In May, we are launching our flagship program, Guardians of the Pacuare (Guardianes del Pacuare in Spanish), uniting the Pacuare tourism community to work together to preserve the river basin.
The Pacuare River is a jewel of natural beauty and a critical ecosystem as a biological corridor. The middle of the watershed, most known for whitewater rafting and kayaking, has developed considerably since the first companies began operating there in the early 1980s. Now four decades later, 17 rafting companies and 11 lodges bring thousands of tourists annually to enjoy the river’s beauty and thrilling rapids. However, the river basin is facing environmental challenges, including impact on water quality, pollution, illegal hunting and fishing, deforestation, removal of river material, and habitat loss. The purpose of our program is to unite stakeholders from the tourism community to preserve the river, forest, and wildlife.
We met with various companies the first week of May to present our program, complete a survey about their operations, and ask what impacts they see happening along the Pacuare. We also met with the Development Association (ADI) of the Nairi Awari Cabecar indigenous territory and their territory’s park rangers to get their input.
We will gather key actors from the tourism community on May 26 in Turrialba to discuss the details of the Guardians of the Pacuare program and collaborate on ideas and strategies for how everyone can work together. This meeting and a small reforestation on May 27 at Finca San Martin in Tres Equis are replacing our Festival RAFA this year.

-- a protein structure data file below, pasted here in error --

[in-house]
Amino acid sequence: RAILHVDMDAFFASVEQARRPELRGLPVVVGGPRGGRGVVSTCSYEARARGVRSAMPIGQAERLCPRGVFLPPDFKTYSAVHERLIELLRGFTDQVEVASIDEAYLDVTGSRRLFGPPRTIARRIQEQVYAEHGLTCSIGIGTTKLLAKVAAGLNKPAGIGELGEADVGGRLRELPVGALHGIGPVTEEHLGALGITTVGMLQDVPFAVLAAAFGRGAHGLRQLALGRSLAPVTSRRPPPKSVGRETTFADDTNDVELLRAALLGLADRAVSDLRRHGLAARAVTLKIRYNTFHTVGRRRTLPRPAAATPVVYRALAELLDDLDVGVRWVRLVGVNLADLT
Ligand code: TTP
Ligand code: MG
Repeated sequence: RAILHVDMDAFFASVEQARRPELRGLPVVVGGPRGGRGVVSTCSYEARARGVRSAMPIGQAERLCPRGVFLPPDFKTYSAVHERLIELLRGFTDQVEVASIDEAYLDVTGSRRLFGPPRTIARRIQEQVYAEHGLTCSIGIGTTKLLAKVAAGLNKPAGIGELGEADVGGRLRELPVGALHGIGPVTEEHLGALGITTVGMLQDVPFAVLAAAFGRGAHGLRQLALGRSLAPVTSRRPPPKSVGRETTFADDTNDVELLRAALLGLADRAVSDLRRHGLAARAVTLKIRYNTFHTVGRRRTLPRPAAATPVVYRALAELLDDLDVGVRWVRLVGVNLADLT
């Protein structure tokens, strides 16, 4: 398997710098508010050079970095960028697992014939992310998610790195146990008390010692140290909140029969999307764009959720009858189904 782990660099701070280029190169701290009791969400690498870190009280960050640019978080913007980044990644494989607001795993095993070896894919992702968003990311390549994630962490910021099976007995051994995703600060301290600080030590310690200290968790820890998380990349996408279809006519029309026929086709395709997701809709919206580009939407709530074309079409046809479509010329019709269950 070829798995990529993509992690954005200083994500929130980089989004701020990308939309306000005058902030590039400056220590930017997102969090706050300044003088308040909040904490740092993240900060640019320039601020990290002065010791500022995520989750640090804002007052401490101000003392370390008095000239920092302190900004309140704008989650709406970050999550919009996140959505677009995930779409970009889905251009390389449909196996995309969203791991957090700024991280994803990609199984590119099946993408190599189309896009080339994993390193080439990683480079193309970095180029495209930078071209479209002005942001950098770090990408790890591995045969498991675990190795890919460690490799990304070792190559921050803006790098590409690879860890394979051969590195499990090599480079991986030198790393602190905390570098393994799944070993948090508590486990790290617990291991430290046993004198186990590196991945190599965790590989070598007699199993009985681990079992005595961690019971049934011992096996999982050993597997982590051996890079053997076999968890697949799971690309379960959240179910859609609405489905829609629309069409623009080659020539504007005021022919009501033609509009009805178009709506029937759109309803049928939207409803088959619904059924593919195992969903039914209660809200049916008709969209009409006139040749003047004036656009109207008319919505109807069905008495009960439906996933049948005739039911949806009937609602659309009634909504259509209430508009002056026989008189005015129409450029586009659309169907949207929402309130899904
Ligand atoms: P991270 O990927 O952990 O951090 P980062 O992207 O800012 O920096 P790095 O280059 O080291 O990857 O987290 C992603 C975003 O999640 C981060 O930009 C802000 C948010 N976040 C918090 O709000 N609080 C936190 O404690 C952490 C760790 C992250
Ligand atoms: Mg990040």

The Guardians of the Pacuare program involves:
- Creating a COVIRENA (Natural Resources Vigilance Committee) with the Barbilla-Destierro Biological Subcorridor Committee and Pacuare tourism companies. This community organization, registered with the Ministry of Environment and Energy (MINAE), accredits honorary environmental inspectors to assist in the surveillance and protection of natural resources.
- Forming a Citizen Water Observatory (Observatorio Cuidadano de Agua – OCA) with several Pacuare lodges under the national program of the National Alliance of Rivers and Watersheds of Costa Rica. An OCA unites citizen volunteers to protect, preserve, and restore water resources in their community. It also ties into Costa Rica’s Blue Flag Ecological Program (Bandera Azul Ecológica), which helps protect the country’s environmental and social landscapes. Rafa Gallo joined the Blue Flag Program Committee in 2007, helping to create two new categories for Blue Flags: Micro Watersheds and Natural Protected Spaces.
- Developing sustainable guidelines for tourism companies to operate in the Pacuare River Basin.
- River cleanups
- Water quality monitoring
If you would like to find out more about the Guardians of the Pacuare program, please contact us.